The Czech Republic has so far fared well in containing the pandemic. However, the economic consequences of the lockdown and the rapidly worsening situation in the world economy are yet to come. This article deals with economic measures implemented to mitigate the economic consequences of the pandemic through the eyes of political economy.
The Czech Republic entered the pandemic in exceptionally good economic condition, with the lowest unemployment rate in all of the EU, with solid economic growth (2.6 %) and increasing real wages together with low public indebtedness around the level of 31 % of GDP. Therefore, the Czech Republic does have sufficient room for manoeuvre to enact fiscal expansionary measures. On the other hand, the Czech Republic had a higher inflation rate and an exchange rate with the euro diverging strongly from the purchasing parity level. The present Czech government coalition is comprised of the movement ANO, controlled by the billionaire Andrej Babiš, and the junior partner ČSSD (Czech Social Democratic Party). The minority government is supported by the KSČM (Communist Party of Bohemia and Moravia). Admittedly, the government has pursued social dialogue, although many long-term problems have not been tackled appropriately or have been completely ignored.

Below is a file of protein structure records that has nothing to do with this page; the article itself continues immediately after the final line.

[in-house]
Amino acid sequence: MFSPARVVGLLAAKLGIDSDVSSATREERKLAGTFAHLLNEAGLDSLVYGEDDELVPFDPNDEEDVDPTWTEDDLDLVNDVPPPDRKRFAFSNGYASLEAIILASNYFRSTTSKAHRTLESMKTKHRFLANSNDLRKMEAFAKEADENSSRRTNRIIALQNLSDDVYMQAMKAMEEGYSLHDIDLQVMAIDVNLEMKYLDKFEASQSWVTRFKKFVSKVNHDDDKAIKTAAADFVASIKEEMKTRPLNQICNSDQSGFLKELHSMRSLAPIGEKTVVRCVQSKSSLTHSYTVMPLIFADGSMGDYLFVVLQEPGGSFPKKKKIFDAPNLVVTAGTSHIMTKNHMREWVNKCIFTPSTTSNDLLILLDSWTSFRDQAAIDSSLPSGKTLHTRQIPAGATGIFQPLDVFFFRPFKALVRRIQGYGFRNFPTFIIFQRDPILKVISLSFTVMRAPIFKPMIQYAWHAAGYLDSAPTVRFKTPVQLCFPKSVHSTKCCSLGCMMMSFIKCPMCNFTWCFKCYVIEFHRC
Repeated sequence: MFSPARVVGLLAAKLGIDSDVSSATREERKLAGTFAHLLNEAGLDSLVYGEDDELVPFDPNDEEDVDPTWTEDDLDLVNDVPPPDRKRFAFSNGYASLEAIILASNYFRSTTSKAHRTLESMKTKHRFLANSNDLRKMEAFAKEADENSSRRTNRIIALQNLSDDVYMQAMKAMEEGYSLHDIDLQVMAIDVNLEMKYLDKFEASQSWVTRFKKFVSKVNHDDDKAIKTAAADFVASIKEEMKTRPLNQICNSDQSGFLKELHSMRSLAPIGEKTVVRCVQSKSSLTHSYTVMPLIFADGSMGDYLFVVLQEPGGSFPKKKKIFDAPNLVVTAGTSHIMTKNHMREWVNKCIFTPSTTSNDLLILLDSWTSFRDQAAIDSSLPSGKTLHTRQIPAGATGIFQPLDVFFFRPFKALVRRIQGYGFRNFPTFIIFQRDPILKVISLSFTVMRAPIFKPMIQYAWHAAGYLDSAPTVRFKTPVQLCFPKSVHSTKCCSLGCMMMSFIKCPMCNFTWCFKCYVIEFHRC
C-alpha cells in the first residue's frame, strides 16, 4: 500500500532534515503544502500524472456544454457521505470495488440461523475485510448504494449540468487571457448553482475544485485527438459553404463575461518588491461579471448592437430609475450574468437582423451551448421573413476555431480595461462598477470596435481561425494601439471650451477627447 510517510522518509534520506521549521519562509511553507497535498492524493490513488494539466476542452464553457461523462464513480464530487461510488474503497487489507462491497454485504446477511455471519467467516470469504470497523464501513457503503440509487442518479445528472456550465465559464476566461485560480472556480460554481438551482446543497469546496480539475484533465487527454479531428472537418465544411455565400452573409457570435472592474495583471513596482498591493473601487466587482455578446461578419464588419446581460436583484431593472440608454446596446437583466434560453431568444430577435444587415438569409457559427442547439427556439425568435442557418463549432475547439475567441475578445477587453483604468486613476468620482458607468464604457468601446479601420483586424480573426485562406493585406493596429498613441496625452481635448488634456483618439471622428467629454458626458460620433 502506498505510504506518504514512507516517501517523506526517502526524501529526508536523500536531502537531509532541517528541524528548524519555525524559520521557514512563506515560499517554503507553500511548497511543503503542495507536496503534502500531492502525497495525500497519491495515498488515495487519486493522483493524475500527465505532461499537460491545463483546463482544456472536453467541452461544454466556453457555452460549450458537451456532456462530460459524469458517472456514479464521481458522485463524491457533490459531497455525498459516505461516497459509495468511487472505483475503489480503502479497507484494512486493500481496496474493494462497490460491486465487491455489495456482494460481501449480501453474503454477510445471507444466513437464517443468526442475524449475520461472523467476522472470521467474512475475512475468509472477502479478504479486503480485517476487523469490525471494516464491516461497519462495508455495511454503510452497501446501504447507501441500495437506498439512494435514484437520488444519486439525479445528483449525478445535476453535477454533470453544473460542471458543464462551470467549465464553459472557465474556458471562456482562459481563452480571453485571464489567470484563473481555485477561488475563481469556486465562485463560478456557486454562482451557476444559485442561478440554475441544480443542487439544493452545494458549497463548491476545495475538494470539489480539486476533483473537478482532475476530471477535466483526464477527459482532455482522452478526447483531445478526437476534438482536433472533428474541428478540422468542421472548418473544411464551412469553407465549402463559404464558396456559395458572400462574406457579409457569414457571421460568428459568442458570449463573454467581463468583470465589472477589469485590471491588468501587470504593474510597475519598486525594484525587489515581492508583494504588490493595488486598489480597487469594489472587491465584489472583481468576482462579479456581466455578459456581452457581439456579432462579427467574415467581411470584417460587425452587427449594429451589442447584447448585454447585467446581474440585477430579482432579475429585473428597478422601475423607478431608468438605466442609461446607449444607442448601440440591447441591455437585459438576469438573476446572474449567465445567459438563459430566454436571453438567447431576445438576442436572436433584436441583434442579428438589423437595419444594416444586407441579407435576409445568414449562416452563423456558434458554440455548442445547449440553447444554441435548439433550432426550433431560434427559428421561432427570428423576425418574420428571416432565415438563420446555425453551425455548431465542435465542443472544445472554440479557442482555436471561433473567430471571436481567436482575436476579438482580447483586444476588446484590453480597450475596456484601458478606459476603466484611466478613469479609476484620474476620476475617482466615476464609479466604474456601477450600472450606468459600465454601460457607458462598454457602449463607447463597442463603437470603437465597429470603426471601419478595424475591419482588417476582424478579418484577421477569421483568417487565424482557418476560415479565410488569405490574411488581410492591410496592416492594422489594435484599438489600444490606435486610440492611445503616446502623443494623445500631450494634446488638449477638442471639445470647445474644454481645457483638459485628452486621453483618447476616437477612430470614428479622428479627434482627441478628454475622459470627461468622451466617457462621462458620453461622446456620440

Although the level of public debt in the Czech Republic is very low, and its increase is for the most part not considered a major issue (unlike in other countries of the EU, for example Italy) and the demand for state bonds is quite high, the question of tax mix cannot be ignored. The Czech Republic is among the countries with a highly unbalanced tax mix. The tax burden is dominated by VAT, a regressive tax falling mostly on low-income households. However, this feature in the tax system is not accompanied by a progressive personal income tax. The property taxes are almost non-existent (and the abolition of the above mentioned tax will only make matters worse). Revenues from personal income tax is higher than those from corporate taxes, which is a very unusual feature for a country that claims to be ‘developed’. It should also be noted that personal income tax is almost entirely paid by employees, with the self-employed paying minimal taxes. Even without a fuller analysis of the tax mix, we can say that the tax mix in the Czech Republic is highly unfair and puts the burden disproportionately on the shoulders of employees and low-income groups. It is important to know this, because in implementing the measures, the question of tax justice was largely ignored. The groups that did pay the largest share of taxes (for example, the employees) have been neglected in the implementation of various programmes (more precisely, it is taken for granted that ‘their’ interests are covered by the Kurzarbeit programmes); by contrast, the self-employed are given various benefits (for example, child care benefits, compensation bonuses). It is especially the compensation bonus (500 CZK for every day of inactivity, which can amount to 15,000 CZK a month) for the self-employed that shows the political preferences in the Parliament. (It should to be said that the minimum wage – 14,600 CZK – is lower.) Nevertheless, the political discussion has concentrated on paying the self-employed more, since ‘nobody can survive on 15,000 CZK’ – but somehow employees are supposed to survive on it.